This is the transcript from The Morning Brew Podcast from July 25, 2019. Due to audio syncing issues, there is no video.
DOJ Launches Probe into Big Tech
In a statement on Tuesday, the agency said it investigate “in an objective and fair-minded manner” big tech companies to see if their business practices are hurting commerce, competition, and innovation. The anti-trust probe did not name specific companies, but many believe that Apple, Amazon, Google, and Facebook are on the radar. The Department of Justice wants to make sure Americans have a free market and wishes to insure that companies will compete on merits. It will be taking into consideration concerns regarding social media, search engines, and online retail services, concerns that have often been voiced by the consumers themselves. Other concerns include children’s safety on the internet and political interference. A probe of this scope is expected to last a while. Dan Ives from Wedbush Securities expects a probe to last several years. A Wall Street analyst stated a probe of this size will lead to business model tweaks and fines but does not see any companies being broken up. Amazon and Facebook had no comment to give. Google’s director of economic policy, Adam Cohen repeated Google’s benefits to consumers. Apple’s CEO Tim Cook does not believe anyone that is reasonable would see Apple as monopoly.
Recent Evidence Shows SFPD Targeted Journalist
February 22 of this year, Jeff Adachi, San Francisco public defender was found dead in his home. This is led to a scandal involving leaked documents, an autopsy that showed a cocaine overdose, and a conspiracy to cover up the incident which pointed to the SFPD. It has now come out that a raid on the freelance reporter, Bryan Carmody, included a search warrant that did not clearly point out the target of the search was -in fact- a journalist. The significance of this development has to do with San Francisco’s shield law, a law that protects journalists from being made to divulge their confidential sources and also grants them immunity from being the target of search warrants. San Francisco Superior Court Judge Rochelle East formally gave the ruling that the warrant should never have been issued and investigators cannot use any information or evidence acquired with the search warrant. Judge Rochelle originally issued the search of Carmody’s cell phone records. San Francisco Police Chief William Scott who originally went to bat for the raid later admitted the searches may have been illegal and started reviews of protocols surrounding news media.
Kremlin Critic Detained Near Moscow Home
Alexei Navalny, a Kremlin critic, was detained days after a protest on Saturday having to do with the alienation of opposition-minded candidates in conjunction for Russia’s capital legislature. It was reported that more than 20,000 people attended to protest. Navalny stated in an Instagram video he was on his way to buy flowers for his wife when he was arrested. The Kremlin says he was taken into custody without getting proper permission to do so, an offense that carries a 30-day jail sentence. The reason given for the exclusion, according to the Kremlin, is due to not being able to obtain all the signatures needed from voters in order to run. The candidates say it was because they were directly challenging control over the legislature being held by allies of President Putin.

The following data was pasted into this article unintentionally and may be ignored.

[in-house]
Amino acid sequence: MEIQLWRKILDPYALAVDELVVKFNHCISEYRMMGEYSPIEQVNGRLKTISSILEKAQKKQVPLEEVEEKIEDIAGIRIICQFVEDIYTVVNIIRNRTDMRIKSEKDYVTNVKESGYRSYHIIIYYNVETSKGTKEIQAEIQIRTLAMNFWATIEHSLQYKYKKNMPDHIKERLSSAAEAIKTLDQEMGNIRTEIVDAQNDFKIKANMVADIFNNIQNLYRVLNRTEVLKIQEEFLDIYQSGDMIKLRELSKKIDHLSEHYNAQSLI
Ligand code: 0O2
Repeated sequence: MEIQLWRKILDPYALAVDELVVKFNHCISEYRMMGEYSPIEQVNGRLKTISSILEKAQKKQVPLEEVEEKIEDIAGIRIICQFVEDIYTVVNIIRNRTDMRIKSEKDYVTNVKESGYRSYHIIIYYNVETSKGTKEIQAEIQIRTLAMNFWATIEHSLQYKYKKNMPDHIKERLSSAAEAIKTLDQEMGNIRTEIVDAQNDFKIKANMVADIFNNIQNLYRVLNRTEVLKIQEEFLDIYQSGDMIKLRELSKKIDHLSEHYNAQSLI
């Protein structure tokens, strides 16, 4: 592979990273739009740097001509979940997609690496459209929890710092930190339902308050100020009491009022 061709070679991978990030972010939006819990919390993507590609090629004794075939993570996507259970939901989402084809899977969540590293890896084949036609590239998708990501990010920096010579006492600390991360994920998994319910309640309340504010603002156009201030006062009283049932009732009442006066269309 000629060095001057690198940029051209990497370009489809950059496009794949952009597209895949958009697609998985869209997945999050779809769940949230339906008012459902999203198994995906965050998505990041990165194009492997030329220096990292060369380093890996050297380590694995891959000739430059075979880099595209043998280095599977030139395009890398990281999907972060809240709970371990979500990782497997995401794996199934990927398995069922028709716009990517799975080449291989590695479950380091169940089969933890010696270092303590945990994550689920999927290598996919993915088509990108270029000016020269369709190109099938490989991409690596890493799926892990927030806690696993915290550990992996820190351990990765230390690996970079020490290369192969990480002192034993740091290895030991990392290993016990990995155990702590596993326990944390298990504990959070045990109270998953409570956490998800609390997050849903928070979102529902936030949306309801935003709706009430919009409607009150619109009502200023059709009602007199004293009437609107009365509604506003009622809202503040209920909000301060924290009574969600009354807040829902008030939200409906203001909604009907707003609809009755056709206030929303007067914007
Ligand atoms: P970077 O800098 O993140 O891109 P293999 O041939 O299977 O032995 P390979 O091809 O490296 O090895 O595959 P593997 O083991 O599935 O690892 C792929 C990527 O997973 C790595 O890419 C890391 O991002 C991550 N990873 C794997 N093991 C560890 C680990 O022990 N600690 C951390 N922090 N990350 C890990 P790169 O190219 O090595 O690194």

China Warns of War if Taiwan Moves To Independence
China’s defense ministry has stated its readiness for war if Taiwan moves toward seeking its independence. They are pointing fingers at the United States for their sales of arms to the island country. They have threatened sanctions on the U.S. firms that involved in the arms deals. China has stated it would make attempts at a peaceful reunification, according to Wu Qian, China Defense Ministry Spokesman. Qian also went on to say, “…we must firmly point out that seeking Taiwan independence is a dead end. If there are people who dare try to split Taiwan from the country, China’s military will be ready to go to war to firmly safeguard national sovereignty, unity, and territorial integrity.”
Push to Grant Protected Status to Venezuelans Fails in House
On Tuesday, a measure to grant temporary protected status to Venezuelans put forth by both parties has died in the House. It failed to secure the votes needed from Republicans, who are leery of creating a new type of the immigration initiative persons in the Trump administration wishes to phase out. The legislation would give Venezuelans residing in the United States Temporary Protected Status program. Only 37 of the 55 Republican votes needed were obtained. Florida Democrat Representative Darren Soto says doing this is against the support the administration of National Assembly President Juan Guaido and backing the ousting of Maduro by many Republicans and the Trump administration, thus showing their hypocrisy. Maduro’s leadership has led to more than 4 million Venezuelans to flee to other South American countries like Colombia and Peru. Some have made it to U.S. soil.
Until Next Time
Anissa “Maddy” Walker
Categories: Morning Brew Archives